Thanks very much for reading, ride safe, and hopefully I'll see some of you in Philadelphia.

--Wildcat Rock Machine (#Occupied)

1) Most tech pundits believe the "next big thing" in cyclocross will be:

(Peta Todd giving good headdress.)

2) Mark "The Man Missile" Cavendish's significant other, Peta Todd, is:

--A woman of profound cultural sensitivity
--All of the above

3) In a phenomenon that Pope Benedict XVI has now officially recognized as a miracle, a statue of Mario Cipollini has been dripping oil continuously since 1999.


4) Today marks the end of PETA's:

--Cat Week 2011
--Dog Days of Autumn campaign

5) You can now own Falkor the Luck Dragon in saddle form.


(Japanese flag slippers are not technically acceptable for cargo cycling, and turning to stare at your load is a major faux-pas.)

6) According to weird smugness style diktats, the preferred footwear for cargo cycling is the:

(One of these guys actually said this.)

Cycling convert Gary Kemp, ______________'s guitarist, remembers the first time he clocked the carefully art-directed photography of the Rapha website four and half years ago. 'It was like the time I saw the Sex Pistols at The Screen on the Green and swore I'd never wear flares again. Here was a new tribe and I knew that I had to be part of it. Within minutes I was buying clothes from this supercool English company, and I didn't even have the bike!'

7) Gary Kemp is the guitarist for which band?

***Special Missed Connections-Themed Bonus Question***

(But does he wear Rapha?)

She blinded me with:

The Winter of our Discontent: All You Haters Occupy My Malls

When Steve Jobs died, one quote was repeated and re-"Tweeted" incessantly, especially among bikey people. I'm sure you know the one I mean:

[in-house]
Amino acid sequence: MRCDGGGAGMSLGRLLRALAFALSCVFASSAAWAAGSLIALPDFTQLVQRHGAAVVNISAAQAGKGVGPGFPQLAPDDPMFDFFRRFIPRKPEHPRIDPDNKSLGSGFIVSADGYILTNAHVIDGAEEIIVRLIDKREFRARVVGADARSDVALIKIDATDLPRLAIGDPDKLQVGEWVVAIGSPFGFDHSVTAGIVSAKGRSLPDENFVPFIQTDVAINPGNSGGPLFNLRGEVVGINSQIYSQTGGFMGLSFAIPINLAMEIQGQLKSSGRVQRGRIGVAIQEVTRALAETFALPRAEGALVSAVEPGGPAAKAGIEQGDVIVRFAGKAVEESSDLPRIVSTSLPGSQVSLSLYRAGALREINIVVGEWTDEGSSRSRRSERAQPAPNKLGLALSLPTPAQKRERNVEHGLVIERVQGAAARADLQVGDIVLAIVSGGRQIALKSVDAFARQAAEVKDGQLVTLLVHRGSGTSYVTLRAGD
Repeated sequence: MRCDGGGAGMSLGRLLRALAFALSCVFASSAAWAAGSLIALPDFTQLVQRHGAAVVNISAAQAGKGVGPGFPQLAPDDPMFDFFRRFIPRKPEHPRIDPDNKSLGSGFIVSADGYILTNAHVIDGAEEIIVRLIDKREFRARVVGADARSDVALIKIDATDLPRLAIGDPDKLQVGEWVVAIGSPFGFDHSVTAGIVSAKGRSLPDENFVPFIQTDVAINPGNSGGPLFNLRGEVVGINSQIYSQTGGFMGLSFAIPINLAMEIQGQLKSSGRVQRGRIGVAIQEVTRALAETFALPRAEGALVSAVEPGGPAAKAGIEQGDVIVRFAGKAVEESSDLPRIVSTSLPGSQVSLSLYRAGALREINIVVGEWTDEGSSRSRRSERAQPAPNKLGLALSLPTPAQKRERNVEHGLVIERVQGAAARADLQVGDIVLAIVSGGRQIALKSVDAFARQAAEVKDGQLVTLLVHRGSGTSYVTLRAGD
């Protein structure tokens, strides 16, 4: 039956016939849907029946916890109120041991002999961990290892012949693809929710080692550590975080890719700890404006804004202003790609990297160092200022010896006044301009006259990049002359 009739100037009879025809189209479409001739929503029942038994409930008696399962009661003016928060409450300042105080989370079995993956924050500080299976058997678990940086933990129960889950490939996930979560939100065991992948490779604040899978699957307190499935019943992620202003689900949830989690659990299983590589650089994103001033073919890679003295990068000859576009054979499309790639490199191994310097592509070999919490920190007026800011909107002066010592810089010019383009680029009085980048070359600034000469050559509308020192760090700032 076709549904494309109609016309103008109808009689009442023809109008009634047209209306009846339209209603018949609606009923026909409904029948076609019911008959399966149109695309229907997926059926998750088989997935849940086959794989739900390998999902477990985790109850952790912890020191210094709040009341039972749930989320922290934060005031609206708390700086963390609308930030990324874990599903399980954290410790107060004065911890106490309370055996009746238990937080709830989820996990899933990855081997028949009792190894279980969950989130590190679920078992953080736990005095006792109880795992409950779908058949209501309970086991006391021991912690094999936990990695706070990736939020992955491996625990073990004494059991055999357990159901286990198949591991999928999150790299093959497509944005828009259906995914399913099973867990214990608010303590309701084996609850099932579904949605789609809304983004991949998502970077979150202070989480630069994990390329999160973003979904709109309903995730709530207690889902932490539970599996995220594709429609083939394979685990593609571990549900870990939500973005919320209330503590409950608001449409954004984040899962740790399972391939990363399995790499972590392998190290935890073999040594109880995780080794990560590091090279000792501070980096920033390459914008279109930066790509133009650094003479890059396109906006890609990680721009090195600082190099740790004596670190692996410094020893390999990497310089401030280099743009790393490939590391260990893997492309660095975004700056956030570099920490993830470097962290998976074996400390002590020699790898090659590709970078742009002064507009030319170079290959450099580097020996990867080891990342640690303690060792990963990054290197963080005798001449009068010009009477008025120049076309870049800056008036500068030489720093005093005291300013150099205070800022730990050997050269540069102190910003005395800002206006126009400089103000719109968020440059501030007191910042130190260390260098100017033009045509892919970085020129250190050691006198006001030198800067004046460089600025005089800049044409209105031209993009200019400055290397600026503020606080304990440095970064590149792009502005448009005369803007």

("Are mind," huh? At least one YouTube user could use a bigger bicycle.)

While most of us can appreciate the sentiment, I cringed every time I came across it. First of all, the bicycle he was talking about was a recumbent:

(Recumbents: Eeew.)

Secondly, it's highly ironic--and not in the entertaining way, but in the depressing way. I'm sure Steve Jobs didn't mean it that way, but think about it: Americans hate bicycles, but we love computers. Also, consider the iPhone. (Which is essentially a computer, despite the name.) I suppose in an idealistic sense it's a bicycle for our minds, but in practice for most of us it's more of a big electronic clitoris that we're constantly fingering in order to experience instant and fleeting gratification.

None of this is to diminish Steve Jobs's boundless vision, or the computer's profound and transformative effect on humanity. It's just that when it comes to any incredible tool--like the bicycle, or the computer--there are two ways to use it:

The Transformative Way, in which we use the tool to transcend ourselves;


The American Way, in which we buy the tool on credit and then use it as a great big erogenous zone until the new version comes out and it's time to "upgrade."

You can use your computer to start a revolution, or you can use it to look at porn. You can use your bicycle to transport yourself efficiently, or you can customize it and admire it underneath you while you do trackstands and go nowhere. The idealistic view of all this technology is that it has brought us all together, and the cynical one is that it has simply enabled us all to spend all day blowing ourselves. We are a nation of visionaries, but we are also a nation of insatiable auto-fellators, and I suppose it's this contradiction that defines our national character.